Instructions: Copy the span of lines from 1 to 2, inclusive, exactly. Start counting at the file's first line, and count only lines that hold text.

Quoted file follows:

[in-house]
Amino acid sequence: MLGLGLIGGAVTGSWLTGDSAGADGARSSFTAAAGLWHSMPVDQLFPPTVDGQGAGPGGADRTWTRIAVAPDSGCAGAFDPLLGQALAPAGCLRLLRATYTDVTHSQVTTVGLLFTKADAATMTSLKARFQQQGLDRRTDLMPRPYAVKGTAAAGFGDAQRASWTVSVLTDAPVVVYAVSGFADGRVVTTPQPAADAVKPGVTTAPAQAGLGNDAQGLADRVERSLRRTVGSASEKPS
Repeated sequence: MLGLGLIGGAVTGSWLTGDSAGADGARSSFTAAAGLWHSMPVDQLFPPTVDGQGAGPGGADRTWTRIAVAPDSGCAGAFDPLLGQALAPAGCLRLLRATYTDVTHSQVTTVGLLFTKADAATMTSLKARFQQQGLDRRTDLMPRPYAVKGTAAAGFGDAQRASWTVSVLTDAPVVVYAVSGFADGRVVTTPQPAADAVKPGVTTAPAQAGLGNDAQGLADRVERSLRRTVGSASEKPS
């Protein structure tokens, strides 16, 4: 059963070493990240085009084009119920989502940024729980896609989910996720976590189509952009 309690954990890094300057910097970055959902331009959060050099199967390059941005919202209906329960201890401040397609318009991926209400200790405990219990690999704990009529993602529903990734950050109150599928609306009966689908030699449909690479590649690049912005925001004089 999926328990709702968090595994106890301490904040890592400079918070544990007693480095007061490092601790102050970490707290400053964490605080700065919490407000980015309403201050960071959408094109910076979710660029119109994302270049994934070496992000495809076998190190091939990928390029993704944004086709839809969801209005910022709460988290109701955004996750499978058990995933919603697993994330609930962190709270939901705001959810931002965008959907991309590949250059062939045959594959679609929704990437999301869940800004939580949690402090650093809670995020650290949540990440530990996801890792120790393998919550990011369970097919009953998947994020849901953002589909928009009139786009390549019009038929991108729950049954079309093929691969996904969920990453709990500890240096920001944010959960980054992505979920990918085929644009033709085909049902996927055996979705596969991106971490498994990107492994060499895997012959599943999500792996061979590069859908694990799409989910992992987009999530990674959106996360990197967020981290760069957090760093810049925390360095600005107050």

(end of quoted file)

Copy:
[in-house]
Amino acid sequence: MLGLGLIGGAVTGSWLTGDSAGADGARSSFTAAAGLWHSMPVDQLFPPTVDGQGAGPGGADRTWTRIAVAPDSGCAGAFDPLLGQALAPAGCLRLLRATYTDVTHSQVTTVGLLFTKADAATMTSLKARFQQQGLDRRTDLMPRPYAVKGTAAAGFGDAQRASWTVSVLTDAPVVVYAVSGFADGRVVTTPQPAADAVKPGVTTAPAQAGLGNDAQGLADRVERSLRRTVGSASEKPS